It has been said by some that the original intent behind the invention and continued push of smart cards is cashless transactions, such as transit and vending/cafeteria payments. In an entirely cashless environment, an E-purse will be one of many ways consumers will do business. Best of all, the same smart card has the ability to allow them through the door.

Industry leaders HID and Indala offer single cards that contain both proximity and contactless formats. This offers people the privilege of using existing proximity readers while slowly ramping up to smart card technology. This is an ideal way to upgrade existing access control systems and a great way to encourage your clients to take the next steps to consider new applications.

Government Promotes Implementation of Chips Through Mandates
Open standards and a slew of legislation are already in place to assure smart cards become a way of life in the U.S. Currently, smart cards are used in a variety of government applications related to security.

“This started with the [Department of Defense] and deployment of the Common Access Card (CAC),” says Debra Spitler, president of Irvine, Calif.-based OMNIKEY Americas. “The CAC is used for logical access control and as an ID badge. There are some agencies that are beginning to use a multitechnology card to include physical and logical access, but the largest smart card deployment — the CAC — is not used for physical access control today.”

In government and many private corporate environments, fingerprint biometric readers that employ smart cards as part of the authentication process are being used for secure computer logon.

Last August, President Bush outlined Homeland Security Presidential Directive 12 (HSPD-12), which calls for a common identification standard for all federal employees and contractors. HSPD-12 will likely fuel interest in smart card technology during the next few years to the point where anyone who seriously intends to participate in the access control market will have to offer smart card readers and cards.

Open Standards Are Crucial, but Not the Total Solution to Adoption
We have already discussed some government standard programs, but there are plenty of others that work at the nuts and bolts level. A small sample includes the International Standards Organization (ISO), OpenCard Framework, NIST, and the Open Security Exchange (OSE).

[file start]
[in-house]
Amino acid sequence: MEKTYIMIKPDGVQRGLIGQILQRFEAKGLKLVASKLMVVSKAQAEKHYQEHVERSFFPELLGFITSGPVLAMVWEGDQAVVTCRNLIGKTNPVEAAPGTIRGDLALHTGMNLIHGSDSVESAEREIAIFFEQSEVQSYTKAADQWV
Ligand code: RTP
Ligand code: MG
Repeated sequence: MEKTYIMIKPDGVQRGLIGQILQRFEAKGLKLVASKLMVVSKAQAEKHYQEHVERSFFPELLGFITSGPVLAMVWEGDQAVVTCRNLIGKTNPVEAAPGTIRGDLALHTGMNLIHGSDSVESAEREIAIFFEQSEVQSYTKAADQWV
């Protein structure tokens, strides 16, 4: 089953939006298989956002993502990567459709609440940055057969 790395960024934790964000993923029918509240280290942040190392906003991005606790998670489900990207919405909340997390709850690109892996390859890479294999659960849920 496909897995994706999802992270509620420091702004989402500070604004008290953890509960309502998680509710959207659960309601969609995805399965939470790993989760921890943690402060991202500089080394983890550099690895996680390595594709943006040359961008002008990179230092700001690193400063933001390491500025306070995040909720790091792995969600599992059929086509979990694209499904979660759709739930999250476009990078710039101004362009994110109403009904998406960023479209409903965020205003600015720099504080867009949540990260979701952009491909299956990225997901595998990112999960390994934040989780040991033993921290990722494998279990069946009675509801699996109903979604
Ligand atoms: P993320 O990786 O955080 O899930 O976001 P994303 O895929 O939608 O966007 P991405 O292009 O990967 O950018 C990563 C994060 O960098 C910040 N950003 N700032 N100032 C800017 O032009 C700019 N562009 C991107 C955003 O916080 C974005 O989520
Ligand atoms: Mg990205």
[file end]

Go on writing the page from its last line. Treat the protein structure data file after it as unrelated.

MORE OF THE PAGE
Without an open standard, one security manufacturer’s access control reader will not function with another vendor’s smart card and visa versa. But even with open standards, there will still be some rebels among the smart card manufacturers. Even if there were a single standard by which all manufacturers could comply, the reader end of the smart card equation is where standardization could fall short.

“What will continue to happen in the security market is that there will always be people who want to do things their own way,” says Douglas Cram, vice president of sales and marketing with AWID Applied Wireless ID in Monsey, N.Y. “There will always be a proprietary hook in there and that’s unfortunate. Everyone with existing smart cards likes to blow the ISO horn, but guess what? ISO is an open standard. If you are true ISO, all your cards will work with anyone’s reader, and that is simply not the case. While we throw [the slogan] ‘ISO Compliant’ around, it’s not true where proprietary products are concerned.”

Not everyone in the access control market agrees.

“In reality, the mechanisms are not proprietary but the methods in which the mechanisms are used can vary from supplier
to supplier,” Spitler says. She adds that in many cases, customers specify how their keys are defined and who may access these keys. Many, such as Cram, might view this as proprietary, but others see it as adding security to the technology.

ISO standards control basic elements such as setting the physical dimensions of the card and outlining the exact location for embedded contact smart ship modules, Spitler says. Truth be known, there are at least 35 ISO standards geared to smart cards. Which one to use depends on what a person intends to do with them.

Don’t Let Anxiety and Fear Hold Back Smart Card Implementation

Apprehension and fear comes with an oncoming technology that is sometimes difficult to understand, and holds implications well beyond the normal technical challenges associated with traditional security. But whether one agrees with chip technology or not, it is going to happen.